Document Type

Article

Publication Version

Published Version

Publication Date

1986

Journal or Book Title

Theoretical and Applied Genetics

Volume

72

First Page

178

Last Page

185

DOI

10.1007/BF00266990

Abstract

The genetic control of hexokinase isozymes (ATP: d-hexose-6-phosphotransferase, E.C. 2.7.7.1, HEX) in maize (Zea mays L.) was studied by starch gel electrophoresis. Genetic analysis of a large number of inbred lines and crosses indicates that the major isozymes observed are encoded by two nuclear loci, designated Hexl and Hex2. Five active allozymes and one null variant are associated with Hexl, while Hex2 has nine active alleles in addition to a null variant. Alleles at both loci govern the presence of single bands, with no intragenic or intergenic heteromers visible, suggesting that maize HEX's are active as monomers. Organelle preparations demonstrate that the products of both loci are cytosolic. All alleles, including the nulls, segregate normally in crosses. Vigorous and fertile plants were synthesized that were homozygous for null alleles at both loci, suggesting that other hexosephosphorylating enzymes exist in maize that are undetected with our assay conditions. Linkage analyses and crosses with B-A translocation stocks place Hexl on the short arm of chromosome 3, 27 centimorgans from Pgd2 (phosphogluconate dehydrogenase) and Hex2 on the long arm of chromosome 6, approximately 45 centimorgans from Pgdl. It is suggested that the parallel linkages among these two pairs of duplicated genes reflects an evolutionary history involving chromosome segment duplication or polyploidy.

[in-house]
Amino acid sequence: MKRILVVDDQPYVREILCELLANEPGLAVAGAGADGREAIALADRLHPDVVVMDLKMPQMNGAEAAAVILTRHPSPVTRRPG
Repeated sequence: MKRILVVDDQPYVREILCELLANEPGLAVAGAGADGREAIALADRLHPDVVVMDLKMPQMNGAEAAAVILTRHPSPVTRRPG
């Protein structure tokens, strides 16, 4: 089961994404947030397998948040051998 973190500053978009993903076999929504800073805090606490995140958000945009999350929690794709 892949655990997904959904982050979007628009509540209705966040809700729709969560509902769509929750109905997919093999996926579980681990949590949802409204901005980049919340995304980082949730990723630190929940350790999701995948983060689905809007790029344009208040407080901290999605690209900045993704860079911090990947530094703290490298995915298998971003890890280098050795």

Comments

This article is from Theoretical and Applied Genetics 72 (1986): 178, doi:10.1007/BF00266990.

Rights

Works produced by employees of the U.S. Government as part of their official duties are not copyrighted within the U.S. The content of this document is not copyrighted.

Language

en

File Format

application/pdf

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